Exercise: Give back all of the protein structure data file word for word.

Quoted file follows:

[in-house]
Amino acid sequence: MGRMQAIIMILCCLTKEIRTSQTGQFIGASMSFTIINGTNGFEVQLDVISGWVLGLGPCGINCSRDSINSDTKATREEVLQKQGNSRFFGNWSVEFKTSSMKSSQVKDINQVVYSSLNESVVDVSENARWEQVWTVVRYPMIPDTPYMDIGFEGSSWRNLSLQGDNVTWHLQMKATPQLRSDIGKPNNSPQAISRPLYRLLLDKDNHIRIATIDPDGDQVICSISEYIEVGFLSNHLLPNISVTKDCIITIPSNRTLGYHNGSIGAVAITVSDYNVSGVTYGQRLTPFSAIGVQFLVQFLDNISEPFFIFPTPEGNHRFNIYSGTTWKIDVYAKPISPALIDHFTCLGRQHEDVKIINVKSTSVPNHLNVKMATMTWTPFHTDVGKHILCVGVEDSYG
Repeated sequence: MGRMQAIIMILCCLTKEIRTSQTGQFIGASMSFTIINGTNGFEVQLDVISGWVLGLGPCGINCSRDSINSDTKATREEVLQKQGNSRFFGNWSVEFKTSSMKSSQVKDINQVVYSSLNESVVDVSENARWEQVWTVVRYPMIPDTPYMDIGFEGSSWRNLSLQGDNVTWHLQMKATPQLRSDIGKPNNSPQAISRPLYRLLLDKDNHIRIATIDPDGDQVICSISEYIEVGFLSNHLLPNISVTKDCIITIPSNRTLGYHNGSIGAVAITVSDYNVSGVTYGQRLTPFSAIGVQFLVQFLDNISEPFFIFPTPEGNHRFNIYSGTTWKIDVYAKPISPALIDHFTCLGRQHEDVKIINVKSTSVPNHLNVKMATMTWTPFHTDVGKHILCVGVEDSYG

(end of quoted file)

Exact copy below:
[in-house]
Amino acid sequence: MGRMQAIIMILCCLTKEIRTSQTGQFIGASMSFTIINGTNGFEVQLDVISGWVLGLGPCGINCSRDSINSDTKATREEVLQKQGNSRFFGNWSVEFKTSSMKSSQVKDINQVVYSSLNESVVDVSENARWEQVWTVVRYPMIPDTPYMDIGFEGSSWRNLSLQGDNVTWHLQMKATPQLRSDIGKPNNSPQAISRPLYRLLLDKDNHIRIATIDPDGDQVICSISEYIEVGFLSNHLLPNISVTKDCIITIPSNRTLGYHNGSIGAVAITVSDYNVSGVTYGQRLTPFSAIGVQFLVQFLDNISEPFFIFPTPEGNHRFNIYSGTTWKIDVYAKPISPALIDHFTCLGRQHEDVKIINVKSTSVPNHLNVKMATMTWTPFHTDVGKHILCVGVEDSYG
Repeated sequence: MGRMQAIIMILCCLTKEIRTSQTGQFIGASMSFTIINGTNGFEVQLDVISGWVLGLGPCGINCSRDSINSDTKATREEVLQKQGNSRFFGNWSVEFKTSSMKSSQVKDINQVVYSSLNESVVDVSENARWEQVWTVVRYPMIPDTPYMDIGFEGSSWRNLSLQGDNVTWHLQMKATPQLRSDIGKPNNSPQAISRPLYRLLLDKDNHIRIATIDPDGDQVICSISEYIEVGFLSNHLLPNISVTKDCIITIPSNRTLGYHNGSIGAVAITVSDYNVSGVTYGQRLTPFSAIGVQFLVQFLDNISEPFFIFPTPEGNHRFNIYSGTTWKIDVYAKPISPALIDHFTCLGRQHEDVKIINVKSTSVPNHLNVKMATMTWTPFHTDVGKHILCVGVEDSYG